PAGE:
After a cross-country relocation that required total liquidation of my previous flock, we were finally ready to get started on a new coop/run and flock in our new home (so fortunate to have found landlords that are open to just about anything, lol). Work officially started in mid-February and I think we are finally just about done.......between the lovely Oregon weather and some really uncoordinated work schedules - plus having about a hundred other things that needed doing - progress has been slow (painfully so at times).
The basics are a 4x8, walk-in style coop with an attached 9x12 run that is 2/3 roofed to allow protection from the 9 months of rainy season and still provide sunning spots for the rare nice day.
The first load of building supplies -- things are (FINALLY) getting real:
The floor - it's "double walled" with ply on top and bottom, with joists every 2 feet. A good, SOLID base!
My husband and Father-In-Law with the first wall framed. The two best builders a girl could wish for - this is a "small" build for them, they also built the 14x20 barn at our old home, the tack room on which was later converted into a chicken coop.
Both side walls are now up and the windows and nest box opening are now in the framing. Windows are framed as 1 ft x 4 ft. Nest box is 48 inches long with three nests.
We even got an assist when our daughter and son-in-law came for a visit (all the way from Ohio) and were put to work in the garage
Before too long, everything was all framed up...
time to disassemble and reassemble outside....Side note - THIS would have been the time to be painting everything.....hindsight is definitely 20/20.
We finally had a day that was dry enough to do some site prep - original location was to have been on the other side of the doorway you see there, so the corners of the coop and garage would basically be meeting - but we rethought that and moved it closer to the house and farther from the neighbors on the other side of the back fence. Broke it all up, tamped it down and leveled it.......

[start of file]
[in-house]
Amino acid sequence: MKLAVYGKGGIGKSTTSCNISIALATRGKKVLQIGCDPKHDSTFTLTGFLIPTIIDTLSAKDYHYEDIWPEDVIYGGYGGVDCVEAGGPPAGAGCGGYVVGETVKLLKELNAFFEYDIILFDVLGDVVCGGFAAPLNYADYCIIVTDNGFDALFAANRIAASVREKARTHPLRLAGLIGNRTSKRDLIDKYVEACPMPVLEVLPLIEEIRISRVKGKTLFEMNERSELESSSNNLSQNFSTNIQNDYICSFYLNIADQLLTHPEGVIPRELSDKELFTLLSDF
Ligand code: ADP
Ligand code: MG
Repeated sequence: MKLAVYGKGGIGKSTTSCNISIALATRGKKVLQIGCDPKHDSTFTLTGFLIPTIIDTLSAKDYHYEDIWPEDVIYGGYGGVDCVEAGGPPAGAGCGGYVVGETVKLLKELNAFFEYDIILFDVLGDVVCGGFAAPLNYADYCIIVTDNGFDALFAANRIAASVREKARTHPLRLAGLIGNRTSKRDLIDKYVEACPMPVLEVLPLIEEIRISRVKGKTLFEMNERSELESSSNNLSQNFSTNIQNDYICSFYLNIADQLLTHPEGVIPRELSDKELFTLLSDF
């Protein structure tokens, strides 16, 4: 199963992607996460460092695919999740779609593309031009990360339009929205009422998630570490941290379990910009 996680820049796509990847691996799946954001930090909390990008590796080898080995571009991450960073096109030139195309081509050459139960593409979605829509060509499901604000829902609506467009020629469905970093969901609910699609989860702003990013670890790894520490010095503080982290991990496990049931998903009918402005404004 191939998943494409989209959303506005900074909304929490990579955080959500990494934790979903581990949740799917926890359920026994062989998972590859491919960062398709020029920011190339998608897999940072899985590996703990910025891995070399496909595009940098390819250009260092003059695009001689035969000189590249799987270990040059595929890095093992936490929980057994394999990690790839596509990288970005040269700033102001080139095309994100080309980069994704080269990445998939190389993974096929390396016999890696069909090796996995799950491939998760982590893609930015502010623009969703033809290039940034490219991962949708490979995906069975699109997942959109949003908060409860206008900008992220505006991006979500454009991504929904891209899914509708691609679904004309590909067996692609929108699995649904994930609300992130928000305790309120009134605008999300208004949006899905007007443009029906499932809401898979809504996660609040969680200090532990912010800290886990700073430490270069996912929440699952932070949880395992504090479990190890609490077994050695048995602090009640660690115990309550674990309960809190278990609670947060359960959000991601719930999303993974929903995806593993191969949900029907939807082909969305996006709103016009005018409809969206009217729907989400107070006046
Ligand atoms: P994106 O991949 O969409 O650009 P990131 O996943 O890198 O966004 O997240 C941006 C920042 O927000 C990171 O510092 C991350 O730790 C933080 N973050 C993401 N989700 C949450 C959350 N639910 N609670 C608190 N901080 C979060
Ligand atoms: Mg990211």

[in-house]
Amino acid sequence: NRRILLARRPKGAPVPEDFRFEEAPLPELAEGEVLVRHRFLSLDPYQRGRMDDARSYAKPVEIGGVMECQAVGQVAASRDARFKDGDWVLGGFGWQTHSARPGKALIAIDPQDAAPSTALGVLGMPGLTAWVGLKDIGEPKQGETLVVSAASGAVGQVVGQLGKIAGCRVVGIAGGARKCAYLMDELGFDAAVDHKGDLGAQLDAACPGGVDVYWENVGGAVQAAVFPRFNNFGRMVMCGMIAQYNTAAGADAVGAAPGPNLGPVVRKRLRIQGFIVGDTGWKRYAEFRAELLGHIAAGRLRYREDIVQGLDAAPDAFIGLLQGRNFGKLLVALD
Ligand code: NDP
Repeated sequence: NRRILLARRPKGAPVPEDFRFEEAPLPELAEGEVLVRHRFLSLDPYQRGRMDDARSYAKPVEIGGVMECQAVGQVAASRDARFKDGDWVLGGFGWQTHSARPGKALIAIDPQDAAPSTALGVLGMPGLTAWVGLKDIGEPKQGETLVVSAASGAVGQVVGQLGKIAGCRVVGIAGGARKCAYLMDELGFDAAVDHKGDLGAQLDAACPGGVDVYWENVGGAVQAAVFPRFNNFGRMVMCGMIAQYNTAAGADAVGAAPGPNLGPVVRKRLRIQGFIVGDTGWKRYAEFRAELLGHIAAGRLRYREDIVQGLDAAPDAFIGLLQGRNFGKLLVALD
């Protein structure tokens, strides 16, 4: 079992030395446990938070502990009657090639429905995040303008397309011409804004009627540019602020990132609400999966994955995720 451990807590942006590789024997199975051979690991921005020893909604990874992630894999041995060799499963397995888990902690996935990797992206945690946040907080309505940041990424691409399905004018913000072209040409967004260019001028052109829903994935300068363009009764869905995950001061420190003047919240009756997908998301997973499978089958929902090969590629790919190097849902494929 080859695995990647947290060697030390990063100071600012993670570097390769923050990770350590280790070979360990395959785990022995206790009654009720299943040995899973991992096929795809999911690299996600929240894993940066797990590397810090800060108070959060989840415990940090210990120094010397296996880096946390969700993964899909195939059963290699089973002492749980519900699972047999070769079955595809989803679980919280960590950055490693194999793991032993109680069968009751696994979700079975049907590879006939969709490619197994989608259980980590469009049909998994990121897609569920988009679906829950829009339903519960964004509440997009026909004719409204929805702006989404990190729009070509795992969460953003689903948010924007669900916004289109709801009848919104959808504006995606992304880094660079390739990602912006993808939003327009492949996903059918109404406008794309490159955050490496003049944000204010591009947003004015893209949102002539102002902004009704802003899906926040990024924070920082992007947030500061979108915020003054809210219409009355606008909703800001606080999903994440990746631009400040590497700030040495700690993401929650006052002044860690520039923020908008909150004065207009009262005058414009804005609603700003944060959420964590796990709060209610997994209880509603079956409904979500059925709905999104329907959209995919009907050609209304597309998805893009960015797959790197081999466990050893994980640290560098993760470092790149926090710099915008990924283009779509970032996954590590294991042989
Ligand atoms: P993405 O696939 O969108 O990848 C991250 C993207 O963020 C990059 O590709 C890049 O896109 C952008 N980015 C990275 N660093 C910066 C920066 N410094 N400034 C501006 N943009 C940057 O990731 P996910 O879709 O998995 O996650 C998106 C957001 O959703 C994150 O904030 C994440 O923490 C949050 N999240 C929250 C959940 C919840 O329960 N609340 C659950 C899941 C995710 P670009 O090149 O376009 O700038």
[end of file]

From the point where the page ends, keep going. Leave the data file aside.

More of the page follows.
Had gone back and forth about using cement pier blocks, etc - ended up opting for 4x4 rails running down both sides and one down the center
And so began the process of reassembling the coop - wall by wall
I opted for a front, rather than top, opening for my external nest boxes - when hung, the door will be hinged from the bottom.
Everything went back together just like planned!
Time to put a lid on this thing - ply wood, paper and metal - as luck would have it, one of the few colors I was okay with for a roof was green - and the lumberyard DH and FIL work at had multiple pieces in green that had been left from various orders that had ended up in the "scrap" pile (order errors, etc) - SCORE!
Next up - a door - this is a piece I am particularly pleased with. I wanted the door to provide optional extra ventilation and also light to supplement the windows. Bless my hubby's heart, he really came through and took all the "maybe's" and "could we's" I came up with and designed a "false dutch" door with a window in the top that allows for light even when the whole door is closed, and when you open the top half it reveals the fully screened top half of the actual door - covered with hardware cloth - allowing for lots of good air flow!
By this point we were past the initial deadline.....and the second deadline.....that darn Oregon weather! Because I was planning to brood in the coop, I needed a minimum of walls, floor, roof, door and windows in place to provide a secure place for my chicks. My FIL custom built the windows - a nice, simple frame with plexi - and got them hung. There was some misunderstanding about just where I wanted the hardware cloth - but everything was done before I got home from work that day so darned if I was going to point that out and set things back another day or more with them taking things apart and putting things back. Each window swings upward and is held open with a hook and eye assembly or held closed with wing-nuts. The overhang on the roof and the way the windows hang allow for them to be open even on the rainiest days and keep things inside the coop dry as can be! Worst case scenario the one over the nest box is closed but the one on the other side is able to stay open now that the run over that part is covered.